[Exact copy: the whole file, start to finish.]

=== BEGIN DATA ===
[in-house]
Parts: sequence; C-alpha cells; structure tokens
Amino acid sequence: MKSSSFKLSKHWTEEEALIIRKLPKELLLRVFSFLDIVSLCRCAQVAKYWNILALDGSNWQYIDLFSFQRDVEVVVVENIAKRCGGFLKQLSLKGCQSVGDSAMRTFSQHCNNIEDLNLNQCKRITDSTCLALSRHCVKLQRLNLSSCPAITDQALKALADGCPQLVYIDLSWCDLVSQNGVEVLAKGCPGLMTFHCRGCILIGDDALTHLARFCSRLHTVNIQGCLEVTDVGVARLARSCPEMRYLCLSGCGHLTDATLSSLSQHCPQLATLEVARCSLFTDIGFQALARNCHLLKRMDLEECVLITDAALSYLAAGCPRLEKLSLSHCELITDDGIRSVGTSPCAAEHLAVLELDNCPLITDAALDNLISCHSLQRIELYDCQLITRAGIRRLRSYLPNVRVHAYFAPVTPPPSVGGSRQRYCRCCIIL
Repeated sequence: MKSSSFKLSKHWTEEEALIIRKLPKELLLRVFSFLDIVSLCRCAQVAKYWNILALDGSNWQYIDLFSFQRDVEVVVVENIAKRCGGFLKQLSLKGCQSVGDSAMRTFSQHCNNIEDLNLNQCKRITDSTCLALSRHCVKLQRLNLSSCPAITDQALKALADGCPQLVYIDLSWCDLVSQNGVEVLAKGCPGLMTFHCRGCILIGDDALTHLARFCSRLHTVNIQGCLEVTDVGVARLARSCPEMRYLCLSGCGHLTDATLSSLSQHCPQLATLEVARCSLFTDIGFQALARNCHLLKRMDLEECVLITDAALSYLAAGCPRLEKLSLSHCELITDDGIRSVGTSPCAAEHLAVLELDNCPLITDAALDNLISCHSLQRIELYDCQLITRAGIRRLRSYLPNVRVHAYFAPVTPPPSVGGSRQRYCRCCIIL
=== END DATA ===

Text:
[in-house]
Parts: sequence; C-alpha cells; structure tokens
Amino acid sequence: MKSSSFKLSKHWTEEEALIIRKLPKELLLRVFSFLDIVSLCRCAQVAKYWNILALDGSNWQYIDLFSFQRDVEVVVVENIAKRCGGFLKQLSLKGCQSVGDSAMRTFSQHCNNIEDLNLNQCKRITDSTCLALSRHCVKLQRLNLSSCPAITDQALKALADGCPQLVYIDLSWCDLVSQNGVEVLAKGCPGLMTFHCRGCILIGDDALTHLARFCSRLHTVNIQGCLEVTDVGVARLARSCPEMRYLCLSGCGHLTDATLSSLSQHCPQLATLEVARCSLFTDIGFQALARNCHLLKRMDLEECVLITDAALSYLAAGCPRLEKLSLSHCELITDDGIRSVGTSPCAAEHLAVLELDNCPLITDAALDNLISCHSLQRIELYDCQLITRAGIRRLRSYLPNVRVHAYFAPVTPPPSVGGSRQRYCRCCIIL
Repeated sequence: MKSSSFKLSKHWTEEEALIIRKLPKELLLRVFSFLDIVSLCRCAQVAKYWNILALDGSNWQYIDLFSFQRDVEVVVVENIAKRCGGFLKQLSLKGCQSVGDSAMRTFSQHCNNIEDLNLNQCKRITDSTCLALSRHCVKLQRLNLSSCPAITDQALKALADGCPQLVYIDLSWCDLVSQNGVEVLAKGCPGLMTFHCRGCILIGDDALTHLARFCSRLHTVNIQGCLEVTDVGVARLARSCPEMRYLCLSGCGHLTDATLSSLSQHCPQLATLEVARCSLFTDIGFQALARNCHLLKRMDLEECVLITDAALSYLAAGCPRLEKLSLSHCELITDDGIRSVGTSPCAAEHLAVLELDNCPLITDAALDNLISCHSLQRIELYDCQLITRAGIRRLRSYLPNVRVHAYFAPVTPPPSVGGSRQRYCRCCIIL